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Re: 3D printing rocket engines
« Reply #16 on: 04/07/2014 02:19 pm »
I understand rocket engines are usually made of copper because it can easily  be machined with the cooling channels and also has good heat conduction properties. However copper is not a very strong material and also not very heat resistant.
AIUI, MCC are usually made out of Inconel, but have a copper lining applied on the inside. Combustion is not homogeneous, and the heat transfer characteristics of copper allow for heat to transfer to the colder parts and thus use more surface area. I think that I've also seen some regeneratively cooled MCC with the inner part, the one that has the channels milled, made out of copper, an the external part of some steel. Since the cooling channels are at higher pressure than the MCC interior, strength shouldn't be such an issue. And the channel walls work as copper radiators, which have excellent heat transfer characteristics.
Now, what would be extremely interesting is if you could 3D print with multiple metals. You could make the lining and add heat pipes. And I've always wondered about fiber wrapping the MCC and Nozzle with kevlar or such. But we're far from that technology yet.

Online docmordrid

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Re: 3D printing rocket engines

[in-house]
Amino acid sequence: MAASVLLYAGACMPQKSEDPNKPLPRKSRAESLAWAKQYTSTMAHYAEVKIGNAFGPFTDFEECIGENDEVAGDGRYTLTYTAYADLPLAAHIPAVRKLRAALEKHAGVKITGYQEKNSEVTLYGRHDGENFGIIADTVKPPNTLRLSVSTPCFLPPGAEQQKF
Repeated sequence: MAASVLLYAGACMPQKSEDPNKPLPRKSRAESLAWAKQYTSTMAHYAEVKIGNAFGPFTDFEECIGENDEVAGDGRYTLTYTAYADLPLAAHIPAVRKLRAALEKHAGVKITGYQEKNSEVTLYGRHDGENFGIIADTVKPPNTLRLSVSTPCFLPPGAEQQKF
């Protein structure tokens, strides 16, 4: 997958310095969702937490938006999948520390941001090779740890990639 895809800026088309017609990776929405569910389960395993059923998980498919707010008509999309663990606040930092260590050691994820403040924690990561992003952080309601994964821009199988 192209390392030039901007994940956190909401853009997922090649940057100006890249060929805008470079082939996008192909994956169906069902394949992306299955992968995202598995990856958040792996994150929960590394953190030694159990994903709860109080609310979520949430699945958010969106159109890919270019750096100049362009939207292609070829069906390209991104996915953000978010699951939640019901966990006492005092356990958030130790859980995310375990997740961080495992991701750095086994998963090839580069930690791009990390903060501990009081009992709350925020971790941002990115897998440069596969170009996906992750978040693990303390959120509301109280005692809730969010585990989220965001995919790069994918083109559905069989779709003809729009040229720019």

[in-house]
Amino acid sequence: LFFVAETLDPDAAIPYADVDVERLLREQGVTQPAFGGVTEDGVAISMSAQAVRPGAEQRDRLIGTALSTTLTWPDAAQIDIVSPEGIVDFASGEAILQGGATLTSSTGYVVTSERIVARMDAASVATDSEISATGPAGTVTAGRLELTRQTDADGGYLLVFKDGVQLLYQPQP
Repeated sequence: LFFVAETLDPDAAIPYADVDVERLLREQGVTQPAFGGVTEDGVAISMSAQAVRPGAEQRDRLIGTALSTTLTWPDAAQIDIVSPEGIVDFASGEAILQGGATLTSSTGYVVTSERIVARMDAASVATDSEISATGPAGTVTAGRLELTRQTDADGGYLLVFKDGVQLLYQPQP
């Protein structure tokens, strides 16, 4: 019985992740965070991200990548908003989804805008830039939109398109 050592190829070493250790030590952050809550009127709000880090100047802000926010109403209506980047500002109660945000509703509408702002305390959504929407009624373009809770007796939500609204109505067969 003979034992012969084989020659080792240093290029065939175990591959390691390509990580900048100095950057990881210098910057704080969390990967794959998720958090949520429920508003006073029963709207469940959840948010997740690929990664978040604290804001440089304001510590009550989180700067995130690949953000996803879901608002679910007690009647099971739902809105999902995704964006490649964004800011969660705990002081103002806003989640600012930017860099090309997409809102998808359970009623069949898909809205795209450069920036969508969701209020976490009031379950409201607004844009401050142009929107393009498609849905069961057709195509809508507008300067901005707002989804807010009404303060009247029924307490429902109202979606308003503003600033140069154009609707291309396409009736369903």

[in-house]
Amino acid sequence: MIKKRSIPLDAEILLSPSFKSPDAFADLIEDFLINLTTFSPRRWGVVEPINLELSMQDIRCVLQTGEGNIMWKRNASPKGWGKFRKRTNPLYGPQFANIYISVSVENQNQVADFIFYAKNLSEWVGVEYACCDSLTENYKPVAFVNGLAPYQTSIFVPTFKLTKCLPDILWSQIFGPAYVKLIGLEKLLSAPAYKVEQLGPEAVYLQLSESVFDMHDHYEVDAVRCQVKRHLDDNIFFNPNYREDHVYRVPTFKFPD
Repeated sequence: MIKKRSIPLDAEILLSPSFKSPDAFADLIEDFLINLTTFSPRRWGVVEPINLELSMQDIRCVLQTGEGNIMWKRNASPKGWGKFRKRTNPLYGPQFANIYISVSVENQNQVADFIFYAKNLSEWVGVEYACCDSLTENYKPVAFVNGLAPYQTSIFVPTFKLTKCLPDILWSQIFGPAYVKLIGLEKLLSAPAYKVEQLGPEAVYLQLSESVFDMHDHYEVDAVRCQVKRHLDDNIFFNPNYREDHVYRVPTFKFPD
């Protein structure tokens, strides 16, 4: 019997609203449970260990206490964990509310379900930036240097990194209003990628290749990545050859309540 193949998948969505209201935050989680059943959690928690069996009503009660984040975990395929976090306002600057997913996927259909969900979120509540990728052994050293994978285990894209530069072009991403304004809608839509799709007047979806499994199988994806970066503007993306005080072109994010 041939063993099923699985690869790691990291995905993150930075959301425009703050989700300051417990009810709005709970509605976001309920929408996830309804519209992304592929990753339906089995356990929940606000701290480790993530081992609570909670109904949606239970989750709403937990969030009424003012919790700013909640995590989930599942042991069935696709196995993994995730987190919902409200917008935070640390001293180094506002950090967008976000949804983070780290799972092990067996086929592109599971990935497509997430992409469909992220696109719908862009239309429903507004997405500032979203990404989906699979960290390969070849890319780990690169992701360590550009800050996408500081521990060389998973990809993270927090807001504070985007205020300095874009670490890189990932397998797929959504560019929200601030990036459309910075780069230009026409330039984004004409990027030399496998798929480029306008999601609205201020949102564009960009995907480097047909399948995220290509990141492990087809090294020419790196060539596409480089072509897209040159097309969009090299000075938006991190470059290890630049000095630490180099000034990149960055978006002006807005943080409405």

« Reply #17 on: 04/07/2014 06:10 pm »
Now, what would be extremely interesting is if you could 3D print with multiple metals. You could make the lining and add heat pipes. And I've always wondered about fiber wrapping the MCC and Nozzle with kevlar or such. But we're far from that technology yet.
You can use >1 material with some new devices, and Epson announced a few weeks ago a 5 year plan for a large scale  multi-material industrial printer for production. There was also talk of printing cars.
« Last Edit: 04/07/2014 06:13 pm by docmordrid »
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Online TrevorMonty

Re: 3D printing rocket engines
« Reply #18 on: 04/07/2014 09:32 pm »
Now, what would be extremely interesting is if you could 3D print with multiple metals. You could make the lining and add heat pipes. And I've always wondered about fiber wrapping the MCC and Nozzle with kevlar or such. But we're far from that technology yet.

They do make a printer that can be used to blend 4 different metals. In the article Prober posted they were using it to create alloys, for testing their properties.

This printer may be able to do mix metals but there would be huge amount of wastage. All the unused metal powders would be mixed and couldn't be recycled.

Offline Adaptation

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Re: 3D printing rocket engines
« Reply #19 on: 04/08/2014 06:34 am »
This printer may be able to do mix metals but there would be huge amount of wastage. All the unused metal powders would be mixed and couldn't be recycled.

They could be separated.  Cyclone classifier should work well if they have different densities.  Magnetic separation could also work if some of the metals are magnetic and others aren't.  Depending on particle size you could also do froth flotation. 

To get a good quality of separation you'd probably want to sent it to someone who would specialize in it and 99.9999% (or whatever) purity may not be feasible.